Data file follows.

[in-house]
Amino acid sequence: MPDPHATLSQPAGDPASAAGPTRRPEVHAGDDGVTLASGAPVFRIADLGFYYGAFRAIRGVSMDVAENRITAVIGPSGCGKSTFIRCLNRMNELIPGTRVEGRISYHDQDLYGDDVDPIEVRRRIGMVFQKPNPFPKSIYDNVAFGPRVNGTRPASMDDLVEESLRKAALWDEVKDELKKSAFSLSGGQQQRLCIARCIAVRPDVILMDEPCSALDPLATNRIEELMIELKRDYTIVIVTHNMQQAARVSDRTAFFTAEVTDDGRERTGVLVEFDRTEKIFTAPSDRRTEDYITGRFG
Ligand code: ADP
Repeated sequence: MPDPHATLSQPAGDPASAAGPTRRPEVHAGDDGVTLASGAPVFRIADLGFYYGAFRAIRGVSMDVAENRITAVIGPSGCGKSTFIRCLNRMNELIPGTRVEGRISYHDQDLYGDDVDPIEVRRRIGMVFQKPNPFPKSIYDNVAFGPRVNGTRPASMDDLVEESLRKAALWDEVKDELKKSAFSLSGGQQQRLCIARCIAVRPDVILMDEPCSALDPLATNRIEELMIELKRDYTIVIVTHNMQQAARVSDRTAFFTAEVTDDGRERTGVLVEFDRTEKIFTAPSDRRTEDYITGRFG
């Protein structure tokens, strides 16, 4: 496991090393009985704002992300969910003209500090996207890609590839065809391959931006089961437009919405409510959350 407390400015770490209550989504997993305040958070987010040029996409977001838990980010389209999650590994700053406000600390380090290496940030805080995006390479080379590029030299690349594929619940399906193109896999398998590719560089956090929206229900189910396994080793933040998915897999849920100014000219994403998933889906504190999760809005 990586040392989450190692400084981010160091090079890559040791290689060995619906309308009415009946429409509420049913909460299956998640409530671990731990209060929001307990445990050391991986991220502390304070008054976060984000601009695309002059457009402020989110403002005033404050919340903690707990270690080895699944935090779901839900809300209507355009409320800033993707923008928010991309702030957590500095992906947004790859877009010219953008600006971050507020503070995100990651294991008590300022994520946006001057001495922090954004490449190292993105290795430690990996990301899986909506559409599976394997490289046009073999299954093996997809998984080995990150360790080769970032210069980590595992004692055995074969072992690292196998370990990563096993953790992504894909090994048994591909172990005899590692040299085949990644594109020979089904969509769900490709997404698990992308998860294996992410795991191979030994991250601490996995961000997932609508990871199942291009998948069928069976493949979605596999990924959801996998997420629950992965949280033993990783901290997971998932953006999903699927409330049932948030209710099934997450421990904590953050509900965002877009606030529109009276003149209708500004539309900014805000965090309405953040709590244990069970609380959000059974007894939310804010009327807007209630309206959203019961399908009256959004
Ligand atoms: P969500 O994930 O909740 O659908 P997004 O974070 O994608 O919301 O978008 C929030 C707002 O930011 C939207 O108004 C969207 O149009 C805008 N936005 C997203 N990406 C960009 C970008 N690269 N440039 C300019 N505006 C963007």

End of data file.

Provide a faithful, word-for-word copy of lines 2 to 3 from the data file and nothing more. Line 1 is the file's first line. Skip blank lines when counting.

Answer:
Amino acid sequence: MPDPHATLSQPAGDPASAAGPTRRPEVHAGDDGVTLASGAPVFRIADLGFYYGAFRAIRGVSMDVAENRITAVIGPSGCGKSTFIRCLNRMNELIPGTRVEGRISYHDQDLYGDDVDPIEVRRRIGMVFQKPNPFPKSIYDNVAFGPRVNGTRPASMDDLVEESLRKAALWDEVKDELKKSAFSLSGGQQQRLCIARCIAVRPDVILMDEPCSALDPLATNRIEELMIELKRDYTIVIVTHNMQQAARVSDRTAFFTAEVTDDGRERTGVLVEFDRTEKIFTAPSDRRTEDYITGRFG
Ligand code: ADP